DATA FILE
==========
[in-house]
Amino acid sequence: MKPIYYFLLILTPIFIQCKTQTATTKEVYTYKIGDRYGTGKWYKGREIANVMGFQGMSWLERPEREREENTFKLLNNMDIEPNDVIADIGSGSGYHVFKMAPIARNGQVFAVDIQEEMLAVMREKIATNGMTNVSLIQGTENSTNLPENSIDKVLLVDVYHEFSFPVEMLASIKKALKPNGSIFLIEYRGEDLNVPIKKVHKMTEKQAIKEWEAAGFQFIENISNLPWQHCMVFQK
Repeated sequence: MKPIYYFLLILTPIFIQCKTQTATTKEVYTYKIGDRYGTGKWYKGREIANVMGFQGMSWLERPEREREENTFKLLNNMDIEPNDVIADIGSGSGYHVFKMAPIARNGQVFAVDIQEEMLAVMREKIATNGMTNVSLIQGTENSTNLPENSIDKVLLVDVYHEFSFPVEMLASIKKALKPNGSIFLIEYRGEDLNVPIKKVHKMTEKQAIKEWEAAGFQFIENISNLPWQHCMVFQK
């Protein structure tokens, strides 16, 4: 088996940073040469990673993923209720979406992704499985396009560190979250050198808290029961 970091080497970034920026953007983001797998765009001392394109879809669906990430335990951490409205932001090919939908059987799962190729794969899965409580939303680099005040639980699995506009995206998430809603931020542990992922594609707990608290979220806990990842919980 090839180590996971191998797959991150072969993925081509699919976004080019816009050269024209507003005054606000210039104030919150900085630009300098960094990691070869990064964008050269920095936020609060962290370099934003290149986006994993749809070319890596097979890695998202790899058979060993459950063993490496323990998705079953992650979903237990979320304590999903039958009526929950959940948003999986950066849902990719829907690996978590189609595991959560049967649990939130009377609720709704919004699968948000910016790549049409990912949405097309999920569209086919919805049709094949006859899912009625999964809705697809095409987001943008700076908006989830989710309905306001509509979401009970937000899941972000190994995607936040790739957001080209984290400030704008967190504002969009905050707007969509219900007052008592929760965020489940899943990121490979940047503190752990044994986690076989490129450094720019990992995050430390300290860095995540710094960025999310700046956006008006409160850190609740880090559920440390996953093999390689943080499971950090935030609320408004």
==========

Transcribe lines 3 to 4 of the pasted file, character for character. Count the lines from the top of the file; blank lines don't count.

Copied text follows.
Repeated sequence: MKPIYYFLLILTPIFIQCKTQTATTKEVYTYKIGDRYGTGKWYKGREIANVMGFQGMSWLERPEREREENTFKLLNNMDIEPNDVIADIGSGSGYHVFKMAPIARNGQVFAVDIQEEMLAVMREKIATNGMTNVSLIQGTENSTNLPENSIDKVLLVDVYHEFSFPVEMLASIKKALKPNGSIFLIEYRGEDLNVPIKKVHKMTEKQAIKEWEAAGFQFIENISNLPWQHCMVFQK
């Protein structure tokens, strides 16, 4: 088996940073040469990673993923209720979406992704499985396009560190979250050198808290029961 970091080497970034920026953007983001797998765009001392394109879809669906990430335990951490409205932001090919939908059987799962190729794969899965409580939303680099005040639980699995506009995206998430809603931020542990992922594609707990608290979220806990990842919980 090839180590996971191998797959991150072969993925081509699919976004080019816009050269024209507003005054606000210039104030919150900085630009300098960094990691070869990064964008050269920095936020609060962290370099934003290149986006994993749809070319890596097979890695998202790899058979060993459950063993490496323990998705079953992650979903237990979320304590999903039958009526929950959940948003999986950066849902990719829907690996978590189609595991959560049967649990939130009377609720709704919004699968948000910016790549049409990912949405097309999920569209086919919805049709094949006859899912009625999964809705697809095409987001943008700076908006989830989710309905306001509509979401009970937000899941972000190994995607936040790739957001080209984290400030704008967190504002969009905050707007969509219900007052008592929760965020489940899943990121490979940047503190752990044994986690076989490129450094720019990992995050430390300290860095995540710094960025999310700046956006008006409160850190609740880090559920440390996953093999390689943080499971950090935030609320408004």